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Totally Synthetic by Paul H. Docherty, 28 June 2009

Total Synthesis of Himandrine


M. Movassaghi, M. Tjandra, J. Qi, J. Am. Chem. Soc. 2009, 131, 9648-9650.

DOI: 10.1021/ja903790y

Himandrine is maybe the most exciting total synthesis this year. The sequence starts with a rather nice Suzuki coupling. Taking a standard boronic acid and a vinyl-gem-dibromide, they achieved a selective E,E- product in very high yield. However, they had to use thalium carbonate; which is not a pleasent compound. Quoting directly from the supporting information: ‘Tetrakis(triphenylphosphine)palladium (1.54 g, 1.30 mmol, 8.00 mol%) and thallium carbonate (15.7 g, 33.0 mmol, 2.00 equiv) were added sequentially…’. I’m sure Movassaghi tried several sets of conditions, but would the use of a quantitative amount of Pd(PPh)3)4 maybe not be a better option?

The other, less reactive vinyl bromide was then still avaliable for a copper-mediated coupling with azetidinone developed by Buchwald. Some steps later, a tetraene intermediate was cyclised in a Diels-Alder reaction. Four stereocenters were set in excellent yield and selectivity, followed by a Mukaiyama aldol reaction to complete a third ring, and provide a nice synthetic handle.

Time to construct two more rings: Lithiation of the imine and Michael addition into the enone provided the expected imine intermediate. This tautomerised to the enamine, which added back into the ketone, providing a cyclohexanol in very high yield and efficiency. This follows a hypothesised biosynthetic route, but it’s still pretty inventive!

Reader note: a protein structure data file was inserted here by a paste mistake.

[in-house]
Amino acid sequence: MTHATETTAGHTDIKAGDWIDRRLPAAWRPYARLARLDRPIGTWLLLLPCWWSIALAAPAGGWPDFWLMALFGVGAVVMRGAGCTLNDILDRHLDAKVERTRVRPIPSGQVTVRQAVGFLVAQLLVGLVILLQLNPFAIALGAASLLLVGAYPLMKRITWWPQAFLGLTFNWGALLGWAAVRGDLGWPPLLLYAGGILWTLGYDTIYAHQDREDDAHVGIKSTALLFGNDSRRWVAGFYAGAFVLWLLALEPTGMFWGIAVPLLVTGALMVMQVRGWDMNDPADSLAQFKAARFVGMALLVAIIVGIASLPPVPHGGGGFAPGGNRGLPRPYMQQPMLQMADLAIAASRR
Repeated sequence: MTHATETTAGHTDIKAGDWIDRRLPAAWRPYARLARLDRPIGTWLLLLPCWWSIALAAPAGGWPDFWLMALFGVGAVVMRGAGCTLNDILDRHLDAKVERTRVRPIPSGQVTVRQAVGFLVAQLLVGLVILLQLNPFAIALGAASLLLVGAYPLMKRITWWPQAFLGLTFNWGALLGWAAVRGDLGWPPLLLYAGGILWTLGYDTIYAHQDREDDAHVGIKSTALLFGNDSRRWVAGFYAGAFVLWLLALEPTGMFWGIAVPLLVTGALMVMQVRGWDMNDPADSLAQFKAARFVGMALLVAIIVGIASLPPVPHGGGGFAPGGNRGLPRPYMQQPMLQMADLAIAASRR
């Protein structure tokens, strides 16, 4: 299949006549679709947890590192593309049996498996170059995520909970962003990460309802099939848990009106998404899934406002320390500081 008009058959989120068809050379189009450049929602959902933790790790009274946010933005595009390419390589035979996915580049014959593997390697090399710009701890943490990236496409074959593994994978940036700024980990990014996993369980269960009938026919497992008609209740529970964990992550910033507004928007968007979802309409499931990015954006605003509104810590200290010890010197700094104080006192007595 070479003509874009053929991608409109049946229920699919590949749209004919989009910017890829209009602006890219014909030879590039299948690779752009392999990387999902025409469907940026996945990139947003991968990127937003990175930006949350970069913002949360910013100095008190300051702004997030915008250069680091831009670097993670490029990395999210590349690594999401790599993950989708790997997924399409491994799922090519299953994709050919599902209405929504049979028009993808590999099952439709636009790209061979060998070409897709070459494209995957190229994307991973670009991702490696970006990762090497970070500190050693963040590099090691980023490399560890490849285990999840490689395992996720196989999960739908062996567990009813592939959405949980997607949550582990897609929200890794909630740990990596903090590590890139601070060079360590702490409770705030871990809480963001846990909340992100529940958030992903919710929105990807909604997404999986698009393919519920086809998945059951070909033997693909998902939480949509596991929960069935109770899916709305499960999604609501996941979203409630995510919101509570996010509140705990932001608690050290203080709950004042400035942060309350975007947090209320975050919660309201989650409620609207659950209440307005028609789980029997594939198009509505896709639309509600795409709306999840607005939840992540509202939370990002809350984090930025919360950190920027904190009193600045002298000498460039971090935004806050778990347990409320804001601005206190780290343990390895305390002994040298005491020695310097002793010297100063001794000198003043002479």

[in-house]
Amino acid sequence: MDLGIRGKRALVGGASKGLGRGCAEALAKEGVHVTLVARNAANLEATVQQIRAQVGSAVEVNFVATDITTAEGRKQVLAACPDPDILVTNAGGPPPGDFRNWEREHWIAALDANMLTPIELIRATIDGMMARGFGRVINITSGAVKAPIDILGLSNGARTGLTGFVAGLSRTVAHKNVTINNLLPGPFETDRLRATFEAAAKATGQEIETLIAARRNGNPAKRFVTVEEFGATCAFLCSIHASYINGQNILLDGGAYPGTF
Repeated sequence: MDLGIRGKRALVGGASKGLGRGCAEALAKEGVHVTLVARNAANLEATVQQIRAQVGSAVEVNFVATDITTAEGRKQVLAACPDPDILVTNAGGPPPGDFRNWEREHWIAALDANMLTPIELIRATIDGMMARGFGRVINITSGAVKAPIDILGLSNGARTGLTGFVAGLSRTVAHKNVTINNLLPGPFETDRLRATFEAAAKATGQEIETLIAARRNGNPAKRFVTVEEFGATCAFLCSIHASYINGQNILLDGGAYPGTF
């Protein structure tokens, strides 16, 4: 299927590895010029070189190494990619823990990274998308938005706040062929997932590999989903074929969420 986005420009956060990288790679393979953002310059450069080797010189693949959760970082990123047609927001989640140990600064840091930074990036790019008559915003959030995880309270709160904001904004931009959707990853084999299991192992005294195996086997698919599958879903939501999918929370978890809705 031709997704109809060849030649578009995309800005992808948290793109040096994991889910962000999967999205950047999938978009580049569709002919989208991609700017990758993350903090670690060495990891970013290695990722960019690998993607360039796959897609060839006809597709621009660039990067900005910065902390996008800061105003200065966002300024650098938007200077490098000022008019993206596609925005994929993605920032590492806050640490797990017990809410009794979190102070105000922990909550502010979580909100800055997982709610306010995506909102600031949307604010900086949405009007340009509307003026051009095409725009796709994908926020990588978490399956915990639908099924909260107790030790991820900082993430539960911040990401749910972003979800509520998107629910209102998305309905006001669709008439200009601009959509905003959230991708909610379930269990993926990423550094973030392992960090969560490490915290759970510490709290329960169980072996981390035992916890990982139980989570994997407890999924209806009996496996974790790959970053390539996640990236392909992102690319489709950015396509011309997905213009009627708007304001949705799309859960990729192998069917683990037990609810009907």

As can be seen from the tightly caged structure, they had a few more ring junctions to form. Even though they have only got one protecting group in place, the selectivity was remarkable. Addition of Vilsmeier reagent allowed an enolate-type addition into the chloroimine to form a highly activated imine intermediate. The free but highly hindered tertiary alcohol was then able to add into the imine, while dimethyl amine left to give a dihydrofuran (DHF).

This DHF was opened with DDQ to form a hydroxyl group and an aldehyde, which was immediately oxidised to the free acid and then methylated with diazomethane. Removal of the sole protecting group then had them ready for yet another impressive cyclisation. Treatment of the cyclohexenone with NCS promoted addition of the freed piperidine into the ring, and completion of the carbon skeleton.

I do not present details for the mechanism of that transformation, as Movassaghi did quite a bit of work on it. Read the paper instead. Really, one of the best paper so far this year!